The Game Management Authority will shortly release a field guide for duck hunters, but SSAA Victoria has some concerns about its real-world application. The Guidelines for the humane dispatch of downed ducks has been designed to provide information to hunters on how to humanely dispatch a duck that is not killed outright.
The objective of every ethical hunter is to immediately kill any duck they target with a single shot. There are numerous variables in play in the hunting environment and a single-shot kill does not happen in every instance. There are times when the bird will need to be dispatched following a shot that is not immediately fatal.
The education of hunters to improve their knowledge and skills to ensure they can competently and humanely dispatch a wounded bird is fully supported. The concept of a field guide to assist hunters in gaining that requisite knowledge was also supported by SSAA Victoria. The humane treatment of animals when hunting is a priority for the Association and its hunting Code of Ethics reflects this position.
The Association was pleased to have the opportunity to provide advice and feedback to GMA during the development of the guide. The key points identified by the Association were that the directions in the guide needed to be accurate, simple and practically applicable in a field hunting setting.
The guide, as published, does not meet those criteria. At 24 pages it is overly long, complicated and prescriptive. A two-page flow chart reinforces the academic, rather than practical, nature of the publication. SSAA Victoria had significant concerns with parts of the draft guide and made constructive suggestions to GMA on how to make improvements to it.
There is some good information contained within the guide and hunters will be able to take something from it. However, the Association considers the prescriptive nature of the document to be a significant risk to hunters. Some of the techniques advocated are not practical in many hunting situations and some that are deemed “unacceptable” are both effective and humane.
The guide purports to demonstrate “best practice” but uses abattoir standards as a benchmark. The listing of “unacceptable methods of dispatch” potentially leaves hunters liable to prosecution under animal cruelty legislation if they utilise any of those methods, even though they may be both humane and effective.
The Association is concerned that hunters may not have a defence to charges of cruelty if they do not follow the so-called “best-practice” outlined in the guide, even though they are not always appropriate.
A check of the references used to develop the guide shows only one that is applicable to duck hunting. The Association considers that The Code of Practice for duck hunting in Tasmania (sic) is relevant to the topic. The entire code is only 16 pages and there is a single paragraph relating to dispatching a wounded duck. Simple, clear, concise and practical information. The Victorian Guide would have benefitted from following the Tasmanian example.
The rest of the references relate to domestic animal production, transport and slaughter or the scientific use of animals. They are appropriate for their intended purpose but the Association questions their relevance and applicability in a field hunting setting. It is not practical to expect hunters in a field environment, usually a swamp, to be able to deal with an isolated wild duck in the same way that an abattoir kills large numbers of domesticated poultry in a controlled environment.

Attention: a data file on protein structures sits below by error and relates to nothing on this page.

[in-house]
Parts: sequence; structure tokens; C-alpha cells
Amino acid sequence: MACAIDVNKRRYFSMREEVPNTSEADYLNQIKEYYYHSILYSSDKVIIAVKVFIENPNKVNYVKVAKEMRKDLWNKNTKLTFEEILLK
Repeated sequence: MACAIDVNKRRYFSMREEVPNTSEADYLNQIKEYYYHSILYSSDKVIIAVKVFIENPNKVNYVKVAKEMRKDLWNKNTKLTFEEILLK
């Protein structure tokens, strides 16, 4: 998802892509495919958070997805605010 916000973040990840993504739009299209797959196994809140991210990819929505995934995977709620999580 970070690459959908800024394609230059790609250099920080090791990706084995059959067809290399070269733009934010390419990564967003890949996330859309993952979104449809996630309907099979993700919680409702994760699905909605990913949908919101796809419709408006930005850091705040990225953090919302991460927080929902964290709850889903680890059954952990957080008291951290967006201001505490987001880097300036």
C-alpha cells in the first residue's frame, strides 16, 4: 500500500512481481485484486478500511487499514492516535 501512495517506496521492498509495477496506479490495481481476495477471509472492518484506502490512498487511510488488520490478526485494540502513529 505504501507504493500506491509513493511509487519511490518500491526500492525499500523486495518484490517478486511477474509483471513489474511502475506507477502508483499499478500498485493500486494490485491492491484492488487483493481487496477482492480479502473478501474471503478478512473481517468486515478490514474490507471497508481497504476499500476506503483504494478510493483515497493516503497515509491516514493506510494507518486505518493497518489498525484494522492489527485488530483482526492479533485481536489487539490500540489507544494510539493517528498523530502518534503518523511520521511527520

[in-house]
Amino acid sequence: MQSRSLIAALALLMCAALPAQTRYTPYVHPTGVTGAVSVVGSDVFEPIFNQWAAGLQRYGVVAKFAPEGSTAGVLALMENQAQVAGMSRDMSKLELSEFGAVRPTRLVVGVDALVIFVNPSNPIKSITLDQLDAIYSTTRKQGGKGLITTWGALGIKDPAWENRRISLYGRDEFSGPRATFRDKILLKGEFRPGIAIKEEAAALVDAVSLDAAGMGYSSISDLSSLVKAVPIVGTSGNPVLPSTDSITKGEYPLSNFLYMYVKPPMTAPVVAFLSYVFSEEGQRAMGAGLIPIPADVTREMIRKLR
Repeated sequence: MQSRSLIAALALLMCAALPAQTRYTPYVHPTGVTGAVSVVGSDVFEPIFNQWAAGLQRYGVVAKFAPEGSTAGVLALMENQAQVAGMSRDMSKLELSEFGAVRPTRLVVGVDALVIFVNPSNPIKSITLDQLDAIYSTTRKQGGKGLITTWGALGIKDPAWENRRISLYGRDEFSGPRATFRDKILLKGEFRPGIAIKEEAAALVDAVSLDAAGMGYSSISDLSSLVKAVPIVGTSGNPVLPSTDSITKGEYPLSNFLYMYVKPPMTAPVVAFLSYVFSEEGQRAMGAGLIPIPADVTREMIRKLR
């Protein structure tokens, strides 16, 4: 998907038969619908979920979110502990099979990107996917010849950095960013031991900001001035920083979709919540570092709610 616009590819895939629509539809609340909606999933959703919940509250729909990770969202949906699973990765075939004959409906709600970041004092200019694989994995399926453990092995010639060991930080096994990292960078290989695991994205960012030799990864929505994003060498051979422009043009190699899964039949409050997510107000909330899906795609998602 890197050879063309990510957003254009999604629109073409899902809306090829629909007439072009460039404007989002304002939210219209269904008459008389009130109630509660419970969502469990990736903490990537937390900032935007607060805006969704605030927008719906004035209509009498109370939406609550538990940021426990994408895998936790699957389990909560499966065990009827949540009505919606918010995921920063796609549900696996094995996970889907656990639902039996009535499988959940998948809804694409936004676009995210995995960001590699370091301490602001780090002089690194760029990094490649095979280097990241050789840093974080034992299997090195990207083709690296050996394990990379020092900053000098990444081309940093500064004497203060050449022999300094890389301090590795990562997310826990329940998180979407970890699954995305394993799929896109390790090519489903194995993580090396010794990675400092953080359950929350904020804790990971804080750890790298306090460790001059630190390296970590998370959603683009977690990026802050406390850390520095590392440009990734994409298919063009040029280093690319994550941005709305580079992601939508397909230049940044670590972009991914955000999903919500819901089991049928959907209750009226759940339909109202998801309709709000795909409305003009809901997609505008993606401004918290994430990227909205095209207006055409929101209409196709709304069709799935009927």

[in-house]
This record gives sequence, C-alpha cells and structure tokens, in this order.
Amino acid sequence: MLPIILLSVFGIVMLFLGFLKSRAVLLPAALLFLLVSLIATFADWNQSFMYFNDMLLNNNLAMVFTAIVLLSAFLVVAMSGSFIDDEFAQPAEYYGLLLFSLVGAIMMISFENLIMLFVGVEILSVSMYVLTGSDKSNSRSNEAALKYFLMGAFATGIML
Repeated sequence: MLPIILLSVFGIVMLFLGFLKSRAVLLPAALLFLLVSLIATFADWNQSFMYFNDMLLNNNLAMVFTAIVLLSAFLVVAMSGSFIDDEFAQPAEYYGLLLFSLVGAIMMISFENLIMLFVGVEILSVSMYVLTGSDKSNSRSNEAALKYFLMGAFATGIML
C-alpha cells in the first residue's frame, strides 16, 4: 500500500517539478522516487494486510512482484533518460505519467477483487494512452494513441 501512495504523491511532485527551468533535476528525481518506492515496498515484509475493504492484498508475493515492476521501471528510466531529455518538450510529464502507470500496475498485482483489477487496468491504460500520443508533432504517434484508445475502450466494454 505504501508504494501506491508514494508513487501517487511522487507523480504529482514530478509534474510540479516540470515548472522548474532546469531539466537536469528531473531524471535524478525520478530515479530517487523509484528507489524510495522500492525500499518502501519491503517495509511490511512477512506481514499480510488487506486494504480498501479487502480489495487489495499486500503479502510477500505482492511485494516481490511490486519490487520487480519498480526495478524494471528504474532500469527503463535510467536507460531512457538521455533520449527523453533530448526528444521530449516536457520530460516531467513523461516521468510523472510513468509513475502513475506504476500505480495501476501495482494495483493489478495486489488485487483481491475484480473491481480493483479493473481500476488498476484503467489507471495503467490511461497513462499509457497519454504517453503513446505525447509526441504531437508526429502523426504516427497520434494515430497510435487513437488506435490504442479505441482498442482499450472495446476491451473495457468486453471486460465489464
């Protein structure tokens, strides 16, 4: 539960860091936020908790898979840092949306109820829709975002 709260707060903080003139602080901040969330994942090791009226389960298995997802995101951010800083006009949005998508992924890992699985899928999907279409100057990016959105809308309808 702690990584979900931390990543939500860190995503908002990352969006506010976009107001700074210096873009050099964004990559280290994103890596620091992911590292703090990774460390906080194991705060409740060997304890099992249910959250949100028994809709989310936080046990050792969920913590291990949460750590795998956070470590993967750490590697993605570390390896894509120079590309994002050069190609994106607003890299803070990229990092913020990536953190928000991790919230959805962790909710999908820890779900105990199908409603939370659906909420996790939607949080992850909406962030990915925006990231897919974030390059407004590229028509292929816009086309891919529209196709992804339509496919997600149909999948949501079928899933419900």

GMA has sourced references from Canada and the UK for killing poultry in a controlled environment but has not sourced any references from the USA or elsewhere on dispatching hunted waterfowl. Given that the issue is a hunting one, “best practice” should reflect hunting best practice, not best practice for the commercial slaughter of poultry.
SSAA Victoria expects hunters to act legally, ethically and humanely when hunting ducks. Hunters have a legal responsibility to recover and kill ducks immediately if they are not killed outright by the shot. The Association expects that appropriate education and training be available to hunters to ensure they have the required knowledge and skills to be able to do that. Such training and education need to be able to be practically applied in the field.
The Association recognises the positive intent of GMA in developing the guide. However, it considers the published product to be a significant missed opportunity to produce something of genuine worth for hunters. Rather than having a simple, accurate and practical guide to help them humanely dispatch a wounded duck, Victorian hunters have been burdened with an academic and politically correct document that is only likely to have negative consequences for them.
SSAA Victoria works co-operatively with GMA and other government agencies on many hunting issues and will continue to do so. There is a lot of common ground. However, it will always advocate on behalf of its members’ best interests and will not shy away from criticism of actions or policy positions that threaten those interests.
The Association was not shown the final guide until after it was printed. It will continue to push for amendments to future editions of the guide to ensure that it provides practical advice that will improve humane outcomes without threatening hunters with the possibility of unwarranted cruelty charges.